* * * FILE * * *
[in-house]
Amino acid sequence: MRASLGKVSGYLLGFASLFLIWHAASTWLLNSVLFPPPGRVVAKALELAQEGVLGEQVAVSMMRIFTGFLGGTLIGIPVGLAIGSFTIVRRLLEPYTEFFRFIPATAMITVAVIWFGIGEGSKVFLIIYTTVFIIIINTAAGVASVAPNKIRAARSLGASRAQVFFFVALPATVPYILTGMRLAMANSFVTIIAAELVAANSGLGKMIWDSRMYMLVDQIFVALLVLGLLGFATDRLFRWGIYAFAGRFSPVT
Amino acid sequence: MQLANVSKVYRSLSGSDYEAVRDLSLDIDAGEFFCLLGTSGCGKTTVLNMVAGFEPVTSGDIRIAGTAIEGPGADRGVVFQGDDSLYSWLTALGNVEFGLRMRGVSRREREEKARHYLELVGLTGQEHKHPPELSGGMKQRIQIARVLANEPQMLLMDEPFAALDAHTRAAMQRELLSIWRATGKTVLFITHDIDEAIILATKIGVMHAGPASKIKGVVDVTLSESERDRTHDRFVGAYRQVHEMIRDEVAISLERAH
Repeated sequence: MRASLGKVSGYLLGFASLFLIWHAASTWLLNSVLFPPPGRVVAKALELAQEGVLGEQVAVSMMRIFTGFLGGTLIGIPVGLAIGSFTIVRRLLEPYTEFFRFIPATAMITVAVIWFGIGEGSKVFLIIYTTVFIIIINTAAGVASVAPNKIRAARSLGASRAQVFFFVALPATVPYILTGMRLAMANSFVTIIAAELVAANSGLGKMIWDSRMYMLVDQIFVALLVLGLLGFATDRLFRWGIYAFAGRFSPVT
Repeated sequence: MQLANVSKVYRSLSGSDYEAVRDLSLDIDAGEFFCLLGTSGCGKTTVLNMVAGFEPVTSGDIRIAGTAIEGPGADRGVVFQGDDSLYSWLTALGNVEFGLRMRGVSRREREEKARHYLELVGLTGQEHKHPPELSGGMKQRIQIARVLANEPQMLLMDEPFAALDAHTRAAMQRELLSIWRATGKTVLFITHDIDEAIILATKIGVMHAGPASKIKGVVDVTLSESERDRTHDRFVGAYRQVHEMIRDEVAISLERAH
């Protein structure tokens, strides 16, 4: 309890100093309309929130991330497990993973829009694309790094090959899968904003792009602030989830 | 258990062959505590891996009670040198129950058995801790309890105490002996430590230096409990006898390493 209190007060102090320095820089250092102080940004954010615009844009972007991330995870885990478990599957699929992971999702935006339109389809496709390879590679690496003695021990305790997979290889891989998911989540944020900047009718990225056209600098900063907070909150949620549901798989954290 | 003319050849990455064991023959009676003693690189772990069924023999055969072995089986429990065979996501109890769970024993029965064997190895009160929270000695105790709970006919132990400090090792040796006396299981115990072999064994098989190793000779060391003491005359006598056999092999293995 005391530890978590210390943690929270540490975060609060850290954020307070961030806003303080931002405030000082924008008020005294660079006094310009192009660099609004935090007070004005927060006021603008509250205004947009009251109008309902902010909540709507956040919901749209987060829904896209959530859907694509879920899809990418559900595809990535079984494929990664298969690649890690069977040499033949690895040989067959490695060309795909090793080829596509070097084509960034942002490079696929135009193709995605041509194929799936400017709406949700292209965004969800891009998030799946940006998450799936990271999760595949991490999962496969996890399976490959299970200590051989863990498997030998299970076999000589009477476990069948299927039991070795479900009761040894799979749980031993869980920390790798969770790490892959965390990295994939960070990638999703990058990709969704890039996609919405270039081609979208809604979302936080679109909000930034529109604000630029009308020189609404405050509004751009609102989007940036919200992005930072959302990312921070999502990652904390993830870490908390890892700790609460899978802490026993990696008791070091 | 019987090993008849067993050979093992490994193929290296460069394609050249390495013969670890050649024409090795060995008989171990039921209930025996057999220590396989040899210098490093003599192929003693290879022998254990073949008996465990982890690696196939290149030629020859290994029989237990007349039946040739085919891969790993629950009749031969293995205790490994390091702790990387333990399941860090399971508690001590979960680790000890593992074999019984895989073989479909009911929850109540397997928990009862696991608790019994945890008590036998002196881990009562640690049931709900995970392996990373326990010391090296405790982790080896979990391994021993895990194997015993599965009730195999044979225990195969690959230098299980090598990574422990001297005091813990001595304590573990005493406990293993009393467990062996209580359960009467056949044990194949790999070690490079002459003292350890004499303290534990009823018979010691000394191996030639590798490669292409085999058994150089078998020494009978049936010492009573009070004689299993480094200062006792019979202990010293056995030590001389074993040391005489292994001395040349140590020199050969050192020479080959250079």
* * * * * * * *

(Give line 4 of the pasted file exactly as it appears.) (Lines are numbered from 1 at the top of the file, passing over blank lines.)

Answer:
Repeated sequence: MRASLGKVSGYLLGFASLFLIWHAASTWLLNSVLFPPPGRVVAKALELAQEGVLGEQVAVSMMRIFTGFLGGTLIGIPVGLAIGSFTIVRRLLEPYTEFFRFIPATAMITVAVIWFGIGEGSKVFLIIYTTVFIIIINTAAGVASVAPNKIRAARSLGASRAQVFFFVALPATVPYILTGMRLAMANSFVTIIAAELVAANSGLGKMIWDSRMYMLVDQIFVALLVLGLLGFATDRLFRWGIYAFAGRFSPVT